Essential Tools for Finding an E-mail Provider
March 27, 2001
Following is the first round of e-mail provider company interviews. Today's players are Cheetah Mail, FloNetwork and messageREACH-a group that ranges from a company that just got into the market last year to the biggest fish in the e-mail pond. And check in tomorrow for company interviews, round two. On deck for tomorrow are Message Media, Netcentives and Responsys.
Irene Pedraza, CEO of Cheetah Mail, believes that what sets her company apart from the rest is its emphasis on customer intelligence. Through the Cheetah Mail platform, clients have an advanced tool to analyze customer behavior, track every point of contact with a customer, and create viral marketing campaigns. She characterizes Cheetah Mail as being between an ASP and a full service model, which she believes gives them an added level of flexibility in dealing with customer needs. Cheetah Mail does not license out its software.
Pedraza thinks that one of the major selling points of Cheetah Mail is its ability to deliver fast, reliable "pushes." Also notable is the "reserve mail" tool which helps direct marketers ensure they are not overmailing, as well as the vast array of event-triggered mailings they support. According to Pedraza, these functionalities help Cheetah Mail meet the needs of direct marketers and e-commerce sites.
Pedraza believes that the current wave of consolidation in the e-mail provider space only points to the value of the industry's services. She believes that this can only help Cheetah Mail because consolidation will reduce the number of competitors and may reduce the time to market of the acquired companies.
I found the versatility of Cheetah Mail's UI to be impressive. Their system allows the user to edit parts of messages regardless of where in the message creation process you are-a change from most other providers that use linear models, where if you make a mistake you start over from the beginning. Unfortunately, their UI is not as intuitive as some others, and requires a fair amount of practice before you get the hang of where things are.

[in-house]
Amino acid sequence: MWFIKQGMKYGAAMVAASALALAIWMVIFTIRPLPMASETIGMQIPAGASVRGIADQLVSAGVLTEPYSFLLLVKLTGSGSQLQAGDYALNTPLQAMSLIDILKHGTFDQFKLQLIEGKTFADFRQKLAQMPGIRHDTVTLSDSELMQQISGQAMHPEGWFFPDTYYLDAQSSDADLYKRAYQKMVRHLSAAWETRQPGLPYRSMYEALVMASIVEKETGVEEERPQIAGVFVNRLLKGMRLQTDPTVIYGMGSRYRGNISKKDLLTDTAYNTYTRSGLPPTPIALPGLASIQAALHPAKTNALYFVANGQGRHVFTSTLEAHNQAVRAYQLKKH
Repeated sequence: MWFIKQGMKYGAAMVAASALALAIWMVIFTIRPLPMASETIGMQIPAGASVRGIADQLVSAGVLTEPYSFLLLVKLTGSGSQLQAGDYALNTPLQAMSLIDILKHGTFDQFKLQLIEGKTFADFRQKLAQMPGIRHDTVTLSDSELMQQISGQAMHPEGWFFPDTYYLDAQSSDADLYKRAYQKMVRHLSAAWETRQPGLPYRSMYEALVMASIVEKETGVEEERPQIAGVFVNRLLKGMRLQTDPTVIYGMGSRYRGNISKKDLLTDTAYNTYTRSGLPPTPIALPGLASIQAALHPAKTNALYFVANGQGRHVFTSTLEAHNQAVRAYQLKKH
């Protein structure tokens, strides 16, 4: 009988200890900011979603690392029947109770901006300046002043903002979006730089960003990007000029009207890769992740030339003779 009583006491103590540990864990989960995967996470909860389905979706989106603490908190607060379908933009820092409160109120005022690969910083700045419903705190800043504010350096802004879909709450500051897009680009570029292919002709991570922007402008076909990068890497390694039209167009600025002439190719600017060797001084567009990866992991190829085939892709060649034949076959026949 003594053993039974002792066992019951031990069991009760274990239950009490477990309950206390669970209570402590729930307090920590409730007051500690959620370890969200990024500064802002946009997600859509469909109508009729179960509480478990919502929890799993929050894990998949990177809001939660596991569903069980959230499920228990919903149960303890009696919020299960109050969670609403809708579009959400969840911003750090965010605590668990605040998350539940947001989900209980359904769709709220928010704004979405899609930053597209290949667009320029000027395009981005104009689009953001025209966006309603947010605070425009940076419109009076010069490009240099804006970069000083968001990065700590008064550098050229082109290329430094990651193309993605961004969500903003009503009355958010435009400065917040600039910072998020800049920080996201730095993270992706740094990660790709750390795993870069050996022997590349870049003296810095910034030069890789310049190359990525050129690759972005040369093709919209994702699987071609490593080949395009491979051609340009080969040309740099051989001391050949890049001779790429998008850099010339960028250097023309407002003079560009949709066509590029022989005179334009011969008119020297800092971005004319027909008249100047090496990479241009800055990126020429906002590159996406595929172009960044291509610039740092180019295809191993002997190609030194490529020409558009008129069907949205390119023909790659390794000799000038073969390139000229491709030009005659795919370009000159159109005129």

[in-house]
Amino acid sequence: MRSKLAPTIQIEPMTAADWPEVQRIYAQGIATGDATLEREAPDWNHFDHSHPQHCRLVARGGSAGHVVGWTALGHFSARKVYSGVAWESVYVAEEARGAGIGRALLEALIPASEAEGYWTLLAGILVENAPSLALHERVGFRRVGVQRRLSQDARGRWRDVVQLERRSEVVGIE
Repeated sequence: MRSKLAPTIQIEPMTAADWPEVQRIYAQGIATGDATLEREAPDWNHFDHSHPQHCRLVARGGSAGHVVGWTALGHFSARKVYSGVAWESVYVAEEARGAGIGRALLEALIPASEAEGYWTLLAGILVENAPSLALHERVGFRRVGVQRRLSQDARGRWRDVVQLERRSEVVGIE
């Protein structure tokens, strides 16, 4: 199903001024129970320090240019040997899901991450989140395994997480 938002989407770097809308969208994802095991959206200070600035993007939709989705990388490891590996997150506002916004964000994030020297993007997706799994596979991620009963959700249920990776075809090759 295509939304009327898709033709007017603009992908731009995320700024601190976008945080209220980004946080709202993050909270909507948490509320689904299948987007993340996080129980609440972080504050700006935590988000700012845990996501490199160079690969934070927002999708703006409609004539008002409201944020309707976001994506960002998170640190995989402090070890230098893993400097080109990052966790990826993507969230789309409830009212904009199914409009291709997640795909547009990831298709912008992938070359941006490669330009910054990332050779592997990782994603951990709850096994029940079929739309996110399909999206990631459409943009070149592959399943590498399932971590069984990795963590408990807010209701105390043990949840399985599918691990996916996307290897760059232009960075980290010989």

Cheetah Mail averages between 30-100 million e-mails sent a month, with seasonal influences accounting for the wide disparity. Some of their main clients include Barnes & Noble, Ericsson, Internet World and Neiman Marcus.
Chris Keevill is the president and COO of FloNetwork, which was recently acquired by DoubleClick. Keevil believes that DoubleClick's acquisition of FloNetwork will have far-reaching implications for the industry. Internally, the acquisition will mean the eventual merging of the FloNetwork platform with DoubleClick's DART Mail. A team of programmers is currently working on this transition. Keevil maintains that FloNetwork's infrastructure will not be changing, although he concedes that the branding issues have yet to be worked out. Chris is unconcerned about the merger slowing down their development time, noting that DoubleClick is by now very experienced in absorbing new companies.
Looking forward, Keevil sees further consolidation in the market. He believes that in the next six quarters, one dominant player will emerge from the pack with well over 50 percent of the market, with several smaller players combining for 25 percent, and then a whole slew of niche companies taking another 10 percent of the market. Chris believes that FloNetwork is uniquely poised to become that dominant player, with the acquisition by DoubleClick giving them the ability to be a part of a one stop shop for clients.